July 17th, 2009
8:24 pm

Finishing the Maddux column for Print. Braves lead 3-0. McCann with a two-run double and Escobar with an RBI single. Francoeur popped to left his first trip.

Bamafan

July 17th, 2009
8:26 pm

Mark, Great article and good luck Greg Maddux in the future and would love to see Greg coach the
braves pitching staff or be a manager for the braves. GO BRAVES!!

Chuckles

July 17th, 2009
8:26 pm

BTW – AP reporting Walter Cronkite is dead

Best ever

July 17th, 2009
8:27 pm

I didn’t see Spahn and Sain, but Doggie is the best Bravew pitcher I ever saw, bar none. I can think of 18-20 games that he lost 2-1 or 3-2 and nearly that many where he got no decision because of no run support. Class guy, an absolute artist on the mound, and absolutely the most unathletic looking guy in major league history. Not an unathletic slob like David Wells, just a librarian type of everyman who happened to be a dead lock first ballot Hall of Famer.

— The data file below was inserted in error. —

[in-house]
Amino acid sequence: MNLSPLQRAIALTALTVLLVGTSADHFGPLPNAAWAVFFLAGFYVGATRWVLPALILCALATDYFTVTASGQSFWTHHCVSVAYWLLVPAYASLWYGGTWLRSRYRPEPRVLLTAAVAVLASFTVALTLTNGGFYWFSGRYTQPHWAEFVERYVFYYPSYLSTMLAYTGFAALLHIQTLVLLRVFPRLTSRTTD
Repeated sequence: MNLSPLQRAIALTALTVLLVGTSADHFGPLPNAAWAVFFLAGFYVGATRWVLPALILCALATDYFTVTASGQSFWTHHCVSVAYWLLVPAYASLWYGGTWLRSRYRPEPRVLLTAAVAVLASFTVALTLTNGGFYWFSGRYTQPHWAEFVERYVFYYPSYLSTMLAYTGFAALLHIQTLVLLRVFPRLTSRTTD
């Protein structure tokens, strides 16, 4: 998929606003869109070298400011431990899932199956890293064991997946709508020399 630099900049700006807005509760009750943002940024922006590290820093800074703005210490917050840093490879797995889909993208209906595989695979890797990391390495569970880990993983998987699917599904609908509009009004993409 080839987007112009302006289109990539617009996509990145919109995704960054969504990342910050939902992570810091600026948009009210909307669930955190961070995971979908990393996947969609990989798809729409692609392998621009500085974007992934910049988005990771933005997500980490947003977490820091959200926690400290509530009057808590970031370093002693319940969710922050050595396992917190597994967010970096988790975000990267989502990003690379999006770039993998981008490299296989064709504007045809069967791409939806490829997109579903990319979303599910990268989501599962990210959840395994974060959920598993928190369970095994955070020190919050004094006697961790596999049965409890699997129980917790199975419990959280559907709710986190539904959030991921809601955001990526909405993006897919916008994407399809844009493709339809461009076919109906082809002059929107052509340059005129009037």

Thanks, Doggie

Mark Bradley

July 17th, 2009
8:45 pm

It’s a poor craftsman who blames his tools, but … computer just froze and I had to reboot and when it came back I noticed commenting had been shut down, which I certainly didn’t intend. But it’s open now.

Catching up: I’ve inserted a somewhat amusing — at least I think it’s amusing — Pete Van Wieren Maddux story above. And the Braves are, as Maddux advised them to do, waxing the Mets. It’s 6-0 in the bottom of the third. That man Prado has a double and a homer. That man McCann has a double and a homer and four RBIs. And Mike Pelfrey, who’s pitching for the Mets, has nothing.

Ken Stallings

July 17th, 2009
8:45 pm

Such a joy to listen to Maddux in the Braves press box with the TV announcers Joe Simpsom and Chip Caray. Two words to describe Greg Maddux? Humble genius!

Fungo

July 17th, 2009
8:48 pm

Separated at Birth: Brian McCann and Rainn “The Office” Wilson.

Mark Bradley

July 17th, 2009
8:51 pm

Maddux is doing radio now, I believe.

Supes

July 17th, 2009
8:53 pm

Mark, great blog/story tonight. Thank you for the stories on Maddux.

It was a great priviledge to watch him pitch for those 10 years as a Brave, I had the Mad Dog Poster growing up!